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Genetic improvement of drought survival ability in Phalaris aquatica L

RN Oram and RD Freebairn

Australian Journal of Experimental Agriculture and Animal Husbandry 24(126) 403 - 409
Published: 1984


The cultivars, Sirocco and Sirolan (or its predecessors) were found to be more persistent than Seedmaster or Australian under drought conditions on the South West and Central West Slopes of New South Wales (NSW). Survival of five cultivars and 150 half sib families through a severe drought at Temora was negatively correlated with the level of regrowth activity of the underground buds after summer rainfall (r = -0.25, P < 0.01). The families from which the parents of Sirolan were selected were as drought hardy as Sirocco, but regenerated more actively after summer rain. Reduced summer dormancy appeared to be advantageous for the establishment of PX 17 U, a predecessor population four generations removed from the 32 plants which produce breeders' seed of Sirolan, relative to that of Sirocco, when both were sown under a cover crop of wheat near Stockinbingal, NSW. In the second winter, the plants of the breeding population were larger and more frequent than those of Sirocco, apparently because they regenerated more actively in late summer and hence competed more successfully against the resident annual ryegrass population. These differences were still apparent four years later. Sirocco and Sirolan also persisted better than Sirosa and Australian phalaris and cultivars of tall fescue and cocksfoot through the 1980-81 droughts near Mendooran and Binnaway, NSW. Under favourable conditions near Canberra, Sirocco, El Golea, Sirolan and Sirosa were more productive during autumn and winter than Seedmaster. Sirocco and Sirolan appear to have somewhat different drought-escaping mechanisms, and the effectiveness of these systems for ensuring survival under different drought conditions is discussed.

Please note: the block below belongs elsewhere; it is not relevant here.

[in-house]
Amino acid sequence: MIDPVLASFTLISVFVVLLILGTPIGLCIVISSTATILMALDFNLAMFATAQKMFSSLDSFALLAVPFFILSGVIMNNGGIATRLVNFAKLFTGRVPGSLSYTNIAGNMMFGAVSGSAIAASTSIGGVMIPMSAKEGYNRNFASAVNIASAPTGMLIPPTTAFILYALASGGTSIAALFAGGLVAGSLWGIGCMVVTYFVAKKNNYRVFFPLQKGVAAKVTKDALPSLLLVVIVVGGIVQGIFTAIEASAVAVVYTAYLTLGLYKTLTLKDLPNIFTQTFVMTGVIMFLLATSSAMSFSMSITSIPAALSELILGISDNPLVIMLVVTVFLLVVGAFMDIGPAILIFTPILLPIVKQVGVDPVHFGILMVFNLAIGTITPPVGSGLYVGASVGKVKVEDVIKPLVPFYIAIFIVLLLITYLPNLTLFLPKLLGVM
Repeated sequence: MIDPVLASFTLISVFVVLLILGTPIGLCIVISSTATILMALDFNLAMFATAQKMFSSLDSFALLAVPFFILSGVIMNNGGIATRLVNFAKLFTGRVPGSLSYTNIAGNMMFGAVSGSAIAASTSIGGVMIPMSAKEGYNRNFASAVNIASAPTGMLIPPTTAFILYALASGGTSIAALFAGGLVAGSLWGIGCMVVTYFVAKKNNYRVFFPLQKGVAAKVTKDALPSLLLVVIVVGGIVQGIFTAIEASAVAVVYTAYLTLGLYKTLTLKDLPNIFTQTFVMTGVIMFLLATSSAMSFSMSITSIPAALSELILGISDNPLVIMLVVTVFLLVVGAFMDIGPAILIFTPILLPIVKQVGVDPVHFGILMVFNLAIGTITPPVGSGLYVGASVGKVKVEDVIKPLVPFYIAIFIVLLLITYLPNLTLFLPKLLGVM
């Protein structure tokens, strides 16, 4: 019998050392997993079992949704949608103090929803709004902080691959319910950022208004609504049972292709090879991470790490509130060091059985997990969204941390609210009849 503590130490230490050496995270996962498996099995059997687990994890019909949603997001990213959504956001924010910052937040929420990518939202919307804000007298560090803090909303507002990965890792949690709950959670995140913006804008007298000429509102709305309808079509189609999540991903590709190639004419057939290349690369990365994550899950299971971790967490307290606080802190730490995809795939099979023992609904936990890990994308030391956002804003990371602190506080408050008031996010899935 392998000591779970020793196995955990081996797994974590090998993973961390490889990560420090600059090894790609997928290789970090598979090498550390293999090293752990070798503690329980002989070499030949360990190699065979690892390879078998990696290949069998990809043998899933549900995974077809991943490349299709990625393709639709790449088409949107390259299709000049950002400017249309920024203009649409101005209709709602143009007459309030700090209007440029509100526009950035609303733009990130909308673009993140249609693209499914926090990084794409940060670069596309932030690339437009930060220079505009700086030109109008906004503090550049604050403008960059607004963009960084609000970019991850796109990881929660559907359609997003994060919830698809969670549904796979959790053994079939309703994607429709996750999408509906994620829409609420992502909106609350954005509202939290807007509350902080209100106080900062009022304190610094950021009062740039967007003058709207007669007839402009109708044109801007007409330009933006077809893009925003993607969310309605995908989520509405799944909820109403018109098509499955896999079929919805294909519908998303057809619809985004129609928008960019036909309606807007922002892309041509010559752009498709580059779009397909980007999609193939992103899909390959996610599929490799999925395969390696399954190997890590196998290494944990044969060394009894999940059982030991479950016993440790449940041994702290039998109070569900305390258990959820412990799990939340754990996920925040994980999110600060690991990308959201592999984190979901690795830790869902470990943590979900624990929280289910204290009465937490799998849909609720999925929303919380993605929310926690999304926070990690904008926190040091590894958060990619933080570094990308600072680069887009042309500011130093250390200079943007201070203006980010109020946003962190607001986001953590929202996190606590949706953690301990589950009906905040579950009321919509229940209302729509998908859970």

© CSIRO 1984

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